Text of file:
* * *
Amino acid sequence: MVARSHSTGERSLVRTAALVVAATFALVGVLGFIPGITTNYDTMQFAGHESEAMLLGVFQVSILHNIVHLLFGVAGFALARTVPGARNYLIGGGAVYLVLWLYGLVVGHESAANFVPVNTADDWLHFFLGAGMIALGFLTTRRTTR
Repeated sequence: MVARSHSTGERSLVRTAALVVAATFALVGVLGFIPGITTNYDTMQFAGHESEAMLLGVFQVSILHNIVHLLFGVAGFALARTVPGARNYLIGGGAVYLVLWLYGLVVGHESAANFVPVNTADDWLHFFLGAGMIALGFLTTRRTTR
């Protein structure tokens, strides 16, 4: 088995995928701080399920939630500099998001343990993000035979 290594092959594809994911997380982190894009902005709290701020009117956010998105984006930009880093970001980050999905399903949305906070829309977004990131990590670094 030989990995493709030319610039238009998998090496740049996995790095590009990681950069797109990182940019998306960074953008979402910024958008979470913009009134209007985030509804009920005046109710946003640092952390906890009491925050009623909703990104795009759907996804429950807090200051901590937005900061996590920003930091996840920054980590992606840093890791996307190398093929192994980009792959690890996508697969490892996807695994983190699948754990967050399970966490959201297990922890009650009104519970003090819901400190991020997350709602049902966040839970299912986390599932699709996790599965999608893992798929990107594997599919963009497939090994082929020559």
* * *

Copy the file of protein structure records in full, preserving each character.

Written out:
Amino acid sequence: MVARSHSTGERSLVRTAALVVAATFALVGVLGFIPGITTNYDTMQFAGHESEAMLLGVFQVSILHNIVHLLFGVAGFALARTVPGARNYLIGGGAVYLVLWLYGLVVGHESAANFVPVNTADDWLHFFLGAGMIALGFLTTRRTTR
Repeated sequence: MVARSHSTGERSLVRTAALVVAATFALVGVLGFIPGITTNYDTMQFAGHESEAMLLGVFQVSILHNIVHLLFGVAGFALARTVPGARNYLIGGGAVYLVLWLYGLVVGHESAANFVPVNTADDWLHFFLGAGMIALGFLTTRRTTR
């Protein structure tokens, strides 16, 4: 088995995928701080399920939630500099998001343990993000035979 290594092959594809994911997380982190894009902005709290701020009117956010998105984006930009880093970001980050999905399903949305906070829309977004990131990590670094 030989990995493709030319610039238009998998090496740049996995790095590009990681950069797109990182940019998306960074953008979402910024958008979470913009009134209007985030509804009920005046109710946003640092952390906890009491925050009623909703990104795009759907996804429950807090200051901590937005900061996590920003930091996840920054980590992606840093890791996307190398093929192994980009792959690890996508697969490892996807695994983190699948754990967050399970966490959201297990922890009650009104519970003090819901400190991020997350709602049902966040839970299912986390599932699709996790599965999608893992798929990107594997599919963009497939090994082929020559």